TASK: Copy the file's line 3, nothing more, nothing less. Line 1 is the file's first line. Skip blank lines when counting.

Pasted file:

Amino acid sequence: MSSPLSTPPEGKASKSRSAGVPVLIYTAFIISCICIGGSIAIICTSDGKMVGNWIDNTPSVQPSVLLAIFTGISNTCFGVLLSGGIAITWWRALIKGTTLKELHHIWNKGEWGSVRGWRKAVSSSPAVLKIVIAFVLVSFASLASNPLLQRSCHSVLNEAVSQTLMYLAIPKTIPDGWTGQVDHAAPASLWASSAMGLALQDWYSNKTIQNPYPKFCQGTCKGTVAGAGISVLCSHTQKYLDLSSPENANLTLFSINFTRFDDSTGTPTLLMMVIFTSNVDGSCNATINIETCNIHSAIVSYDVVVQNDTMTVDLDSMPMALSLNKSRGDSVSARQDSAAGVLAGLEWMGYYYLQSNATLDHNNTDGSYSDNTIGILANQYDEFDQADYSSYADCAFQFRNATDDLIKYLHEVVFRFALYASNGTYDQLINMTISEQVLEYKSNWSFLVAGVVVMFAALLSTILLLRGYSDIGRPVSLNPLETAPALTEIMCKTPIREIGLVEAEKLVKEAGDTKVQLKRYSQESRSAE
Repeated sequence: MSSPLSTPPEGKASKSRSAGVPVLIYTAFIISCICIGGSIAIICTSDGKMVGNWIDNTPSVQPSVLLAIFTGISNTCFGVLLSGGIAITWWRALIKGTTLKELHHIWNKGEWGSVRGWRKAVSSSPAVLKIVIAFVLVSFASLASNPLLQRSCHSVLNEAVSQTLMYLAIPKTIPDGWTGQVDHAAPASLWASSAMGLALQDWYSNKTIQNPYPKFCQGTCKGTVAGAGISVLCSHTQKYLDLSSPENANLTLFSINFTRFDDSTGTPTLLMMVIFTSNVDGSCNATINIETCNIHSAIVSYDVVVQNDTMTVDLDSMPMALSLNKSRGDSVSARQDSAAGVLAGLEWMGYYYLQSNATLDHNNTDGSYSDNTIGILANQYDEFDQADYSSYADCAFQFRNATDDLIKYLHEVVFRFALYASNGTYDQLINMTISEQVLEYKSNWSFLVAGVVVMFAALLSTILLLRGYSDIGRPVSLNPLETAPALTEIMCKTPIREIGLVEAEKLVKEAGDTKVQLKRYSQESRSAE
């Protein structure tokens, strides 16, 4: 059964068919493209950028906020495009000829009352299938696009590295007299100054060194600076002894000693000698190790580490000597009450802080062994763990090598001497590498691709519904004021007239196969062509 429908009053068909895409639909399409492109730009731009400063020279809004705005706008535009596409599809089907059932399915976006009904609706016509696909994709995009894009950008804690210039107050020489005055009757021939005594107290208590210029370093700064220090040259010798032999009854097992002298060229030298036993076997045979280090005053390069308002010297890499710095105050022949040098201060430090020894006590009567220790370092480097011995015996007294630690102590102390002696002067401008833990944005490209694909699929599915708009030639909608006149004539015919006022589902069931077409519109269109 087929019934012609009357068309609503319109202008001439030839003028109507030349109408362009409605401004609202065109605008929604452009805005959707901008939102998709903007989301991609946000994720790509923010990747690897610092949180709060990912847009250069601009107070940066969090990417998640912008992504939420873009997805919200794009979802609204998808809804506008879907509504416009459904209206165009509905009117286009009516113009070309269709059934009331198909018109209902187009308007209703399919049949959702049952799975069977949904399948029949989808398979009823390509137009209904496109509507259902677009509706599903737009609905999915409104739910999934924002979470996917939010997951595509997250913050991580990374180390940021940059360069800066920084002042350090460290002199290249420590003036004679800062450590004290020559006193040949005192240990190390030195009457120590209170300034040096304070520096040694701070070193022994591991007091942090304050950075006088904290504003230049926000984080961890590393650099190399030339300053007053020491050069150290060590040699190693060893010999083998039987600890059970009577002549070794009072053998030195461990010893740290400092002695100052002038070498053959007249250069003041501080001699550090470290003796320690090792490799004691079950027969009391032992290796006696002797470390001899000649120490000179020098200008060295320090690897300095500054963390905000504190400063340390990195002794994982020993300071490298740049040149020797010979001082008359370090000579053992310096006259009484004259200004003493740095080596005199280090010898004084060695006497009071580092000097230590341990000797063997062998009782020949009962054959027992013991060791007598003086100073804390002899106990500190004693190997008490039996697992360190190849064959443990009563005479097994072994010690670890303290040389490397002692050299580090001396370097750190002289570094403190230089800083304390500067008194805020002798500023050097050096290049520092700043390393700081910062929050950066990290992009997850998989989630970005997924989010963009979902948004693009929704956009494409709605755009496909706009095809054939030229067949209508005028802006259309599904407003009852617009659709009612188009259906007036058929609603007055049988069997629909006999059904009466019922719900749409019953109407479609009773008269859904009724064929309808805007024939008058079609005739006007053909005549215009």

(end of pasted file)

């Protein structure tokens, strides 16, 4: 059964068919493209950028906020495009000829009352299938696009590295007299100054060194600076002894000693000698190790580490000597009450802080062994763990090598001497590498691709519904004021007239196969062509 429908009053068909895409639909399409492109730009731009400063020279809004705005706008535009596409599809089907059932399915976006009904609706016509696909994709995009894009950008804690210039107050020489005055009757021939005594107290208590210029370093700064220090040259010798032999009854097992002298060229030298036993076997045979280090005053390069308002010297890499710095105050022949040098201060430090020894006590009567220790370092480097011995015996007294630690102590102390002696002067401008833990944005490209694909699929599915708009030639909608006149004539015919006022589902069931077409519109269109 087929019934012609009357068309609503319109202008001439030839003028109507030349109408362009409605401004609202065109605008929604452009805005959707901008939102998709903007989301991609946000994720790509923010990747690897610092949180709060990912847009250069601009107070940066969090990417998640912008992504939420873009997805919200794009979802609204998808809804506008879907509504416009459904209206165009509905009117286009009516113009070309269709059934009331198909018109209902187009308007209703399919049949959702049952799975069977949904399948029949989808398979009823390509137009209904496109509507259902677009509706599903737009609905999915409104739910999934924002979470996917939010997951595509997250913050991580990374180390940021940059360069800066920084002042350090460290002199290249420590003036004679800062450590004290020559006193040949005192240990190390030195009457120590209170300034040096304070520096040694701070070193022994591991007091942090304050950075006088904290504003230049926000984080961890590393650099190399030339300053007053020491050069150290060590040699190693060893010999083998039987600890059970009577002549070794009072053998030195461990010893740290400092002695100052002038070498053959007249250069003041501080001699550090470290003796320690090792490799004691079950027969009391032992290796006696002797470390001899000649120490000179020098200008060295320090690897300095500054963390905000504190400063340390990195002794994982020993300071490298740049040149020797010979001082008359370090000579053992310096006259009484004259200004003493740095080596005199280090010898004084060695006497009071580092000097230590341990000797063997062998009782020949009962054959027992013991060791007598003086100073804390002899106990500190004693190997008490039996697992360190190849064959443990009563005479097994072994010690670890303290040389490397002692050299580090001396370097750190002289570094403190230089800083304390500067008194805020002798500023050097050096290049520092700043390393700081910062929050950066990290992009997850998989989630970005997924989010963009979902948004693009929704956009494409709605755009496909706009095809054939030229067949209508005028802006259309599904407003009852617009659709009612188009259906007036058929609603007055049988069997629909006999059904009466019922719900749409019953109407479609009773008269859904009724064929309808805007024939008058079609005739006007053909005549215009």